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Eli Lilly Teaming Up With German Drugmaker

January 11, 2011

Eli Lilly and Co. will join forces with German drugmaker Boehringer Ingelheim to develop diabetes treatments, as the U.S. pharmaceutical company pushes to fill a looming revenue gap created by expiring patents for several key drugs.

Lilly will pay Boehringer Ingelheim $387.4 million as part of a joint bid to develop and sell up to five drugs.  The two companies will split revenues from any approved drugs, not counting costs for making and selling the product. 

Each drugmaker will receive payments based on whether their products reach certain milestones, like submissions for approval.

Lilly could receive over $1 billion in milestone payments, and the collaboration includes two of its potential long-lasting insulins expected to enter late-stage testing this year.

Boehringer Ingelheim will also have an option to work with Lilly on a third drug in mid-stage testing that treats diabetes patients with chronic kidney disease.

The German drugmaker could bank future payments totaling about $807 million from the two drugs it contributes to the deal.

Lilly also will contribute decades of experience in the diabetes market, while one of Boehringer Ingelheim’s potential drugs could be launched as soon as this year. 

Lilly loses patent protection later this year for its top seller, the anti-psychotic Zyprexa.  That drug brings in over $4 billion annually.  It also faces the loss of patients protecting key drugs like the antidepressant Cymbalta in the next few years.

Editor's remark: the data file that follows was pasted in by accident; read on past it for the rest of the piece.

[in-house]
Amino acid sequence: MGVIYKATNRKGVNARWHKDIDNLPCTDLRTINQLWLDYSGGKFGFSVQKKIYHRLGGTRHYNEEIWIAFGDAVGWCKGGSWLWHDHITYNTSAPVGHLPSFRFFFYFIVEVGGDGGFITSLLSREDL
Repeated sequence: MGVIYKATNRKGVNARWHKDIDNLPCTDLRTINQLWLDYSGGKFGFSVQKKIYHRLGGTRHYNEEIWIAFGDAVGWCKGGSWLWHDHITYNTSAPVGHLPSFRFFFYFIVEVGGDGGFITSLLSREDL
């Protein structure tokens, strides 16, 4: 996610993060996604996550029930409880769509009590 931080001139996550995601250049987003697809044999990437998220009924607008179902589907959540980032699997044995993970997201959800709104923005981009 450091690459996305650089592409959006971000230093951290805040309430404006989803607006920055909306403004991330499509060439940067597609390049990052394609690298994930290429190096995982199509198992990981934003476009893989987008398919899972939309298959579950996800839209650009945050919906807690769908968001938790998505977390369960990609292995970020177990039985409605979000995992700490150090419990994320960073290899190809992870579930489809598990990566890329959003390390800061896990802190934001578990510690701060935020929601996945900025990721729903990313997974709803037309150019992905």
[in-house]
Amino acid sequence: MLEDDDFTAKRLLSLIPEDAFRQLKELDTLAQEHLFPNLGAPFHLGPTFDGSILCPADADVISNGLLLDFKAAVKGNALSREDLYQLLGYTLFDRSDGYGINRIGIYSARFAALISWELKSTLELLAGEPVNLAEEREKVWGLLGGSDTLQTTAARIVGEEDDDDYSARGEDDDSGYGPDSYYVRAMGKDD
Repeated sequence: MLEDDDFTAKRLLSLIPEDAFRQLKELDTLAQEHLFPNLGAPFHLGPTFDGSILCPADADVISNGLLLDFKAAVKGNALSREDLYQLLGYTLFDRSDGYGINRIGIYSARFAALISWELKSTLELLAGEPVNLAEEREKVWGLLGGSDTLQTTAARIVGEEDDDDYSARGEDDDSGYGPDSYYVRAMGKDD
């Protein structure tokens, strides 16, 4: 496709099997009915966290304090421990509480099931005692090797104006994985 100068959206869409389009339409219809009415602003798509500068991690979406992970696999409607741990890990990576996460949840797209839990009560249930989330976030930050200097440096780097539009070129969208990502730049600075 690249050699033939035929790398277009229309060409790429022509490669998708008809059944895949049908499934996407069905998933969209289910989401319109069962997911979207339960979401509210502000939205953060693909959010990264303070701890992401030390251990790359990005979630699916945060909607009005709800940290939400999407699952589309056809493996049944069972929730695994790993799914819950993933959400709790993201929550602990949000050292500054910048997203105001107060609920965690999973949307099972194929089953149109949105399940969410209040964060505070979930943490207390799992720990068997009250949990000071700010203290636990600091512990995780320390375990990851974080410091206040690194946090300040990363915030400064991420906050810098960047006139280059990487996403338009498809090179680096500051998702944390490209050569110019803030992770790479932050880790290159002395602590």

Enrique Conterno, president of Lilly Diabetes, said linagliptin plus another Boehringer Ingelheim drug that could be submitted for approval in 2013 can generate a “long revenue stream” for Lilly.

“For us, it is important that we get into a growth mode (after) our patent expirations,” he told The Associated Press.

The company said its drugs are under development as a key for filling that revenue hold, along with growth opportunities in biotechnology drugs, animal health and emerging international markets.

Diabetes treatments have been a cornerstone of Lilly’s business for decades.  The company introduced the world’s first commercial insulin in 1923, and some of its current bets sellers treat diabetes.

The German company has no diabetes products on the market, and Chairman Andreas Barner said it will benefit from Lilly’s expertise.  Its products include the blood thinner Pradaxa, which was approved last year by the Food and Drug Administration (FDA).

Conterno said that about 300 million people around the world have diabetes, and that total is expected to climb to 430 million in the next 20 years.

“In that context, this is an epidemic,” he told AP. “We feel that this alliance basically puts together four products that truly have significant potential to benefit patients.”

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